Work With Us

We are the only emergency ambulance service in Greater Wellington and the Wairarapa, and the only ones in the country who are free.

What we do

We are the only emergency ambulance service in Greater Wellington and the Wairarapa, and the only ones in the country who are free.


Roles at Wellington Free


Join the team at Wellington Free Ambulance

When you join our team you will be part of the crew answering 114,000 111 calls for help and responding to 57,000 emergencies every year.

You’ll work alongside passionate people dedicated to making a difference to people’s lives, every day. We have roles to suit all skills and experience. From Emergency Medical Call Takers, Paramedics, Patient Transfer Officers, Event Medics and Head Office staff.


The field operation teams lead patient care in emergency medical and trauma situations, pre-hospital care, treat-at-home care and rescue and transport services.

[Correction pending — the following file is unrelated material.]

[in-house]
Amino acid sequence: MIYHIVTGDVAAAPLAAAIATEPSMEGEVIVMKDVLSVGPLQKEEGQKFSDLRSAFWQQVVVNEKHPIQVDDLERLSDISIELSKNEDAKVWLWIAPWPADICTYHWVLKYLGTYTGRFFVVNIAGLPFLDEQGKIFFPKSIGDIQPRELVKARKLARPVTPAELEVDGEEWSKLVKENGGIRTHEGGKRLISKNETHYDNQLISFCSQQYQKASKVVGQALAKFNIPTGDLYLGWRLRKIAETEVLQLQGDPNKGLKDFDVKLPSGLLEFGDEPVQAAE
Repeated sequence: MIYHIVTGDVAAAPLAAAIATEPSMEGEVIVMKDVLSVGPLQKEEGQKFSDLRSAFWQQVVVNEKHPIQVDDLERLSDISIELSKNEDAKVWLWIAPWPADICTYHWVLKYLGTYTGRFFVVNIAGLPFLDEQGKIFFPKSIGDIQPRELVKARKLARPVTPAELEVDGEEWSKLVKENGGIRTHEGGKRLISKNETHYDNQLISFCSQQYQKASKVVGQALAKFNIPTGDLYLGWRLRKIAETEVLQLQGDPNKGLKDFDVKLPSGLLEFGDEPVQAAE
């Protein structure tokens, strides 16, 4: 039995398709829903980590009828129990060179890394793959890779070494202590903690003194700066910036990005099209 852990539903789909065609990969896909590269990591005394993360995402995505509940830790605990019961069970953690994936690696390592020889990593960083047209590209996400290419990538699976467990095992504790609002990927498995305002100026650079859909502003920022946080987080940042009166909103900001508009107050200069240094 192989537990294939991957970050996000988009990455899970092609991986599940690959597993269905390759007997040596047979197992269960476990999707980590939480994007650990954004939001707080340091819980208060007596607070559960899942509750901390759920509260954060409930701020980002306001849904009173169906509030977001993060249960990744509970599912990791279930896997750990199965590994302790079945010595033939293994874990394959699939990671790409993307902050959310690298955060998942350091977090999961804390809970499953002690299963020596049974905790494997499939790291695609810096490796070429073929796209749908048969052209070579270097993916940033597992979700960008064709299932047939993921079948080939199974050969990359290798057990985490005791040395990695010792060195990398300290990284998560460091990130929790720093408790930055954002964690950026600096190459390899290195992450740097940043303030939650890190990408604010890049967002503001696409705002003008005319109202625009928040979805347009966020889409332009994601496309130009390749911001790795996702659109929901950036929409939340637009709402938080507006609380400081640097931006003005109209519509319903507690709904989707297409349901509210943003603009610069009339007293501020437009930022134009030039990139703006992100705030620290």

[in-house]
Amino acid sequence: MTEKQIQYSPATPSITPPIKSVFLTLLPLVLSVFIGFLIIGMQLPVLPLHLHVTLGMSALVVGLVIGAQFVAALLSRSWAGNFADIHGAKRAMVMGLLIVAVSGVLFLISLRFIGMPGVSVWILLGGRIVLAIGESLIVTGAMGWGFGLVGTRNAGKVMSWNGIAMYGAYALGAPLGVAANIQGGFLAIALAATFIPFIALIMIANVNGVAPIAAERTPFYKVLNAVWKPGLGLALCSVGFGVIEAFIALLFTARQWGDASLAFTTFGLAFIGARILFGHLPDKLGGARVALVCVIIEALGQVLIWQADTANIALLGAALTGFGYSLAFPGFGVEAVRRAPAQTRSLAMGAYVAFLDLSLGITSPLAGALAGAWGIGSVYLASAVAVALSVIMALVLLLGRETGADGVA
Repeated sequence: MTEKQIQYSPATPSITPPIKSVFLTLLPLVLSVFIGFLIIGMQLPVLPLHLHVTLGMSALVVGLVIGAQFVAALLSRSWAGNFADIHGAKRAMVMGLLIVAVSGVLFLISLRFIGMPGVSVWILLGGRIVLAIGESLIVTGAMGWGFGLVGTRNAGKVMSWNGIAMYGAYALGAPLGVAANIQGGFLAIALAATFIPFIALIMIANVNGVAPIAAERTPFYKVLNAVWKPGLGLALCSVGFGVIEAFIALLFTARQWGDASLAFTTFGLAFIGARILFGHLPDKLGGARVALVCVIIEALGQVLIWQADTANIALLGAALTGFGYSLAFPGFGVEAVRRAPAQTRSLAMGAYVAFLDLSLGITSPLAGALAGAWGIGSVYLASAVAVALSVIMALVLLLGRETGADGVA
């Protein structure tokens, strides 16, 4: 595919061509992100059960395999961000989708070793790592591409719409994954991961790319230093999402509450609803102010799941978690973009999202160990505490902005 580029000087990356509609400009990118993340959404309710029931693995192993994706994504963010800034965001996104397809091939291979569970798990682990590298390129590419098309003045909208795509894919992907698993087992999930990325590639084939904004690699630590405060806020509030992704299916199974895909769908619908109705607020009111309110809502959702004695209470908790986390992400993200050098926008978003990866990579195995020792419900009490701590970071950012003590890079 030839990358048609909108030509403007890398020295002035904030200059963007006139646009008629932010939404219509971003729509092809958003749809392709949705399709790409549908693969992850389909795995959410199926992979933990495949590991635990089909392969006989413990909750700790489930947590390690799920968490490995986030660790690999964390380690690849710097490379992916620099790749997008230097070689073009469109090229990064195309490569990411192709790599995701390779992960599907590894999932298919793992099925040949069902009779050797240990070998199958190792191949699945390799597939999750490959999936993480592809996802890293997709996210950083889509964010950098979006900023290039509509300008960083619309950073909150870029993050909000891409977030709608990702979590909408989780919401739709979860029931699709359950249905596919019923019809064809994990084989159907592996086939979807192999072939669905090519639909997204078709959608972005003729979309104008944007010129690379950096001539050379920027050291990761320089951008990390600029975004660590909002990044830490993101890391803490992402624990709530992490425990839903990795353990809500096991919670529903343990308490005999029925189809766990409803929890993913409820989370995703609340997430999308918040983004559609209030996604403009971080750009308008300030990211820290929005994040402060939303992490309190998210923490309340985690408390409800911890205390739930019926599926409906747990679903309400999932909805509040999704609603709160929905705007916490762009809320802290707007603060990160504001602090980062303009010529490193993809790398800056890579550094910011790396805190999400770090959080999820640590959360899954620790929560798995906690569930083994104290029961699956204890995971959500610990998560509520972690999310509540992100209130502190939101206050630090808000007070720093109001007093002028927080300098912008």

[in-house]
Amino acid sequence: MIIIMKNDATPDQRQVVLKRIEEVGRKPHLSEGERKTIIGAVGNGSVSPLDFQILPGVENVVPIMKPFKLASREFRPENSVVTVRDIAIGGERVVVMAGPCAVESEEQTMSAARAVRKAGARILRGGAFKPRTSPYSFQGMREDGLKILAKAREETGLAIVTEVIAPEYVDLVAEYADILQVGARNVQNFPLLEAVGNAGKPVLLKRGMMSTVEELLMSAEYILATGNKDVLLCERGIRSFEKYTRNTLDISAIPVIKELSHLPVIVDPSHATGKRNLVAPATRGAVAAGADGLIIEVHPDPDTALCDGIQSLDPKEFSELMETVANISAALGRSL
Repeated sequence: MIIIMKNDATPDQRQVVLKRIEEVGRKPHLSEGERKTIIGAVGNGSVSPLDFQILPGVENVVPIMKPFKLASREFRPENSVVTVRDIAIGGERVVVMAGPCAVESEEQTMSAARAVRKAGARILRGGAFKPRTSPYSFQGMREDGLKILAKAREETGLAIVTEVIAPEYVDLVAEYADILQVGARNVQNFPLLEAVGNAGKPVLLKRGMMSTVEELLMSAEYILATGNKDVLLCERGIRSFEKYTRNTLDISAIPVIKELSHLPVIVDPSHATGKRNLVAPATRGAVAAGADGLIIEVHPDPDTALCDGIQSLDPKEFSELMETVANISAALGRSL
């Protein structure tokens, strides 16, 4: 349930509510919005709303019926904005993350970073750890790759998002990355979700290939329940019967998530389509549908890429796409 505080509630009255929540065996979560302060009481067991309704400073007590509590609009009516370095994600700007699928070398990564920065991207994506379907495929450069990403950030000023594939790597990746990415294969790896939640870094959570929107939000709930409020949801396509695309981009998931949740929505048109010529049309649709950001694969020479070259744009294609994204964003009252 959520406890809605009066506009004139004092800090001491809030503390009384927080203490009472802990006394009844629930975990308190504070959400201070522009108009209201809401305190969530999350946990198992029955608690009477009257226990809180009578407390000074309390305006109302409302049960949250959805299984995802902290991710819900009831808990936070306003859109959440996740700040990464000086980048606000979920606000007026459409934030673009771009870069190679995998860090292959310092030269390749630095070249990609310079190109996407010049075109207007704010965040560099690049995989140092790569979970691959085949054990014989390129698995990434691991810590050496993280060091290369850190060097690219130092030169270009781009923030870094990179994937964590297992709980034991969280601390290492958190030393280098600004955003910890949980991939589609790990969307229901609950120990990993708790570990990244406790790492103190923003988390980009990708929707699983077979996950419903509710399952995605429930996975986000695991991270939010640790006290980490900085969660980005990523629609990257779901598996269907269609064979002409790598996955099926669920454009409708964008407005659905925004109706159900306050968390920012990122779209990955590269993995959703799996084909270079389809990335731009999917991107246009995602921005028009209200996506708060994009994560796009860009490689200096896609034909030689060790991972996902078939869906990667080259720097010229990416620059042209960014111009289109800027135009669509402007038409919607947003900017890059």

Paramedic leaning into a vehicle with a close up on their arm patch 

Our paramedic crews respond to emergencies 24 hours a day, 365 days a year. It’s their job to work quickly and help by providing world class, compassionate care to 57,000 people and their families every year.

Following completion of the Bachelor of Health Science (paramedic) Degree, successful graduates apply to join Wellington Free Ambulance’s graduate training programme, where they spend a year practicing their skills under the guidance of a trained mentor.

Work with us roles Sean Thompson 150x150 v2“Most people know that we take people to hospital, but the reality is we provide all levels of care and attend a wide range of emergencies. We can do some of the same things as GPs, emergency departments doctors and even midwives. We are in this work because we can help people, and that’s the thing we love.”

Sean Thompson, Intensive Care Paramedic


Communications Centre